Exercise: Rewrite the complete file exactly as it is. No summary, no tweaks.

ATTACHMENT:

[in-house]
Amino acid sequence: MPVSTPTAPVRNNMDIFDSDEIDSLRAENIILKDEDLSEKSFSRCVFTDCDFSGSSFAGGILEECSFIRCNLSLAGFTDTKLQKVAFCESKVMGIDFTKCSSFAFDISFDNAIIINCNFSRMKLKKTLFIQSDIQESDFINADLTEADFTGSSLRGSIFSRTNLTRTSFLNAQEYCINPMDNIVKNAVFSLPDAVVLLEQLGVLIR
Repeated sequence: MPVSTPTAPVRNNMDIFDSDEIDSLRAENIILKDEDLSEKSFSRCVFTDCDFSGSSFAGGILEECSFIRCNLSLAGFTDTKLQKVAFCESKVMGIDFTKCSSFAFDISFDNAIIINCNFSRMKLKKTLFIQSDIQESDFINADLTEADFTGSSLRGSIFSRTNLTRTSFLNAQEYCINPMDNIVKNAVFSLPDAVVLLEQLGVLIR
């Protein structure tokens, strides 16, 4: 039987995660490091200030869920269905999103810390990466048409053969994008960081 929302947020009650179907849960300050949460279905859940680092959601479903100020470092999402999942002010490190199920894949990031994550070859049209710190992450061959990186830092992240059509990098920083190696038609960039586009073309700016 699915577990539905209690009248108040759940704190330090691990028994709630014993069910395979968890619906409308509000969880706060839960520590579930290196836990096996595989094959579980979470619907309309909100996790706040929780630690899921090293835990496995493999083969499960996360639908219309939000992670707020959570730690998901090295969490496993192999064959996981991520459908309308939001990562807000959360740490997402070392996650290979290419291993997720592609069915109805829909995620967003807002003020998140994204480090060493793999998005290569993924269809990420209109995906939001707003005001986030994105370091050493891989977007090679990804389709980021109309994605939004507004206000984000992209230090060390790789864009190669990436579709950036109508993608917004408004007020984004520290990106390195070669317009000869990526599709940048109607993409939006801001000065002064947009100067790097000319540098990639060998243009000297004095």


[in-house]
Amino acid sequence: MPVSTPTAPVRNNMDIFDSDEIDSLRAENIILKDEDLSEKSFSRCVFTDCDFSGSSFAGGILEECSFIRCNLSLAGFTDTKLQKVAFCESKVMGIDFTKCSSFAFDISFDNAIIINCNFSRMKLKKTLFIQSDIQESDFINADLTEADFTGSSLRGSIFSRTNLTRTSFLNAQEYCINPMDNIVKNAVFSLPDAVVLLEQLGVLIR
Repeated sequence: MPVSTPTAPVRNNMDIFDSDEIDSLRAENIILKDEDLSEKSFSRCVFTDCDFSGSSFAGGILEECSFIRCNLSLAGFTDTKLQKVAFCESKVMGIDFTKCSSFAFDISFDNAIIINCNFSRMKLKKTLFIQSDIQESDFINADLTEADFTGSSLRGSIFSRTNLTRTSFLNAQEYCINPMDNIVKNAVFSLPDAVVLLEQLGVLIR
């Protein structure tokens, strides 16, 4: 039987995660490091200030869920269905999103810390990466048409053969994008960081 929302947020009650179907849960300050949460279905859940680092959601479903100020470092999402999942002010490190199920894949990031994550070859049209710190992450061959990186830092992240059509990098920083190696038609960039586009073309700016 699915577990539905209690009248108040759940704190330090691990028994709630014993069910395979968890619906409308509000969880706060839960520590579930290196836990096996595989094959579980979470619907309309909100996790706040929780630690899921090293835990496995493999083969499960996360639908219309939000992670707020959570730690998901090295969490496993192999064959996981991520459908309308939001990562807000959360740490997402070392996650290979290419291993997720592609069915109805829909995620967003807002003020998140994204480090060493793999998005290569993924269809990420209109995906939001707003005001986030994105370091050493891989977007090679990804389709980021109309994605939004507004206000984000992209230090060390790789864009190669990436579709950036109508993608917004408004007020984004520290990106390195070669317009000869990526599709940048109607993409939006801001000065002064947009100067790097000319540098990639060998243009000297004095």